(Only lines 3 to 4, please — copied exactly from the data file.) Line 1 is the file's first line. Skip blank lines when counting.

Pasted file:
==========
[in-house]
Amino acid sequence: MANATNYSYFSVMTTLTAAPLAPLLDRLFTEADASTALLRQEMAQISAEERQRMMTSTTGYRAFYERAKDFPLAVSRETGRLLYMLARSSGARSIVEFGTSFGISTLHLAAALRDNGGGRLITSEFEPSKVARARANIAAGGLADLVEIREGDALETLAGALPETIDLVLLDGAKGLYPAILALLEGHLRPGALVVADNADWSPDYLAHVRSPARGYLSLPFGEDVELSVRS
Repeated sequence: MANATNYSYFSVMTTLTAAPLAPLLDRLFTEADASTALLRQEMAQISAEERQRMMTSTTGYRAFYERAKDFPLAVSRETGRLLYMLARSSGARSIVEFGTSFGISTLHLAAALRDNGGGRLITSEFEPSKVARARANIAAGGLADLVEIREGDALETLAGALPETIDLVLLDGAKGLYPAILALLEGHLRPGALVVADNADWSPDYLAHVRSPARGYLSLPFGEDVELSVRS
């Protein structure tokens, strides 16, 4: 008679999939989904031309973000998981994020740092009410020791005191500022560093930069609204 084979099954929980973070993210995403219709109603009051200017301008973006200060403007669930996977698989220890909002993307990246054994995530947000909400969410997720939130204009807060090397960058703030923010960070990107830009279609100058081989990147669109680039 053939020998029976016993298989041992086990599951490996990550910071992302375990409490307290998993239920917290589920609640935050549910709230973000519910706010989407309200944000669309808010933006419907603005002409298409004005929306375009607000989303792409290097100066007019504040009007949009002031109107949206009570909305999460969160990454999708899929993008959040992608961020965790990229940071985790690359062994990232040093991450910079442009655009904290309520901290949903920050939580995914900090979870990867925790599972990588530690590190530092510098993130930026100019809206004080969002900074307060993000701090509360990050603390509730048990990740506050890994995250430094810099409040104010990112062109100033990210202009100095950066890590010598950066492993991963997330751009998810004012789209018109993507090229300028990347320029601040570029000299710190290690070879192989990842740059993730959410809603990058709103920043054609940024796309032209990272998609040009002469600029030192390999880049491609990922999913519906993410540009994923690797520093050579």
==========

Repeated sequence: MANATNYSYFSVMTTLTAAPLAPLLDRLFTEADASTALLRQEMAQISAEERQRMMTSTTGYRAFYERAKDFPLAVSRETGRLLYMLARSSGARSIVEFGTSFGISTLHLAAALRDNGGGRLITSEFEPSKVARARANIAAGGLADLVEIREGDALETLAGALPETIDLVLLDGAKGLYPAILALLEGHLRPGALVVADNADWSPDYLAHVRSPARGYLSLPFGEDVELSVRS
């Protein structure tokens, strides 16, 4: 008679999939989904031309973000998981994020740092009410020791005191500022560093930069609204 084979099954929980973070993210995403219709109603009051200017301008973006200060403007669930996977698989220890909002993307990246054994995530947000909400969410997720939130204009807060090397960058703030923010960070990107830009279609100058081989990147669109680039 053939020998029976016993298989041992086990599951490996990550910071992302375990409490307290998993239920917290589920609640935050549910709230973000519910706010989407309200944000669309808010933006419907603005002409298409004005929306375009607000989303792409290097100066007019504040009007949009002031109107949206009570909305999460969160990454999708899929993008959040992608961020965790990229940071985790690359062994990232040093991450910079442009655009904290309520901290949903920050939580995914900090979870990867925790599972990588530690590190530092510098993130930026100019809206004080969002900074307060993000701090509360990050603390509730048990990740506050890994995250430094810099409040104010990112062109100033990210202009100095950066890590010598950066492993991963997330751009998810004012789209018109993507090229300028990347320029601040570029000299710190290690070879192989990842740059993730959410809603990058709103920043054609940024796309032209990272998609040009002469600029030192390999880049491609990922999913519906993410540009994923690797520093050579």